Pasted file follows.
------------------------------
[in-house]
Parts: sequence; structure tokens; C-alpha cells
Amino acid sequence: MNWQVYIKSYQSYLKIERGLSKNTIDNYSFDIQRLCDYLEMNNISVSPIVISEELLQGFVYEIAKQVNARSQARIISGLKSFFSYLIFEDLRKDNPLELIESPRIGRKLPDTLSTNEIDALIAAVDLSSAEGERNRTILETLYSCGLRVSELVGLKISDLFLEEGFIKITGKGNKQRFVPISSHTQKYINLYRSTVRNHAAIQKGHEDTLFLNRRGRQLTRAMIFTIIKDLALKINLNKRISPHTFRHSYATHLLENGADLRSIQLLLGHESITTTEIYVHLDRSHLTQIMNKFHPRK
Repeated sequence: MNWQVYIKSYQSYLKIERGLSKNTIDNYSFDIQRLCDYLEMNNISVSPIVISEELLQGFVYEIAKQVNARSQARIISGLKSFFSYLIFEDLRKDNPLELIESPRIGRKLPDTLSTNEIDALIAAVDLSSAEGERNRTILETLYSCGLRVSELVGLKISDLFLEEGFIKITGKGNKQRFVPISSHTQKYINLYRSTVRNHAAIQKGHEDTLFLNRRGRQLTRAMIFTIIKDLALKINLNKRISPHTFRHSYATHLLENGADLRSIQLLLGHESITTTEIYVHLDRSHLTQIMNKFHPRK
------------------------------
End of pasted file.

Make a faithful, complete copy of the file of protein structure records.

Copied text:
[in-house]
Parts: sequence; structure tokens; C-alpha cells
Amino acid sequence: MNWQVYIKSYQSYLKIERGLSKNTIDNYSFDIQRLCDYLEMNNISVSPIVISEELLQGFVYEIAKQVNARSQARIISGLKSFFSYLIFEDLRKDNPLELIESPRIGRKLPDTLSTNEIDALIAAVDLSSAEGERNRTILETLYSCGLRVSELVGLKISDLFLEEGFIKITGKGNKQRFVPISSHTQKYINLYRSTVRNHAAIQKGHEDTLFLNRRGRQLTRAMIFTIIKDLALKINLNKRISPHTFRHSYATHLLENGADLRSIQLLLGHESITTTEIYVHLDRSHLTQIMNKFHPRK
Repeated sequence: MNWQVYIKSYQSYLKIERGLSKNTIDNYSFDIQRLCDYLEMNNISVSPIVISEELLQGFVYEIAKQVNARSQARIISGLKSFFSYLIFEDLRKDNPLELIESPRIGRKLPDTLSTNEIDALIAAVDLSSAEGERNRTILETLYSCGLRVSELVGLKISDLFLEEGFIKITGKGNKQRFVPISSHTQKYINLYRSTVRNHAAIQKGHEDTLFLNRRGRQLTRAMIFTIIKDLALKINLNKRISPHTFRHSYATHLLENGADLRSIQLLLGHESITTTEIYVHLDRSHLTQIMNKFHPRK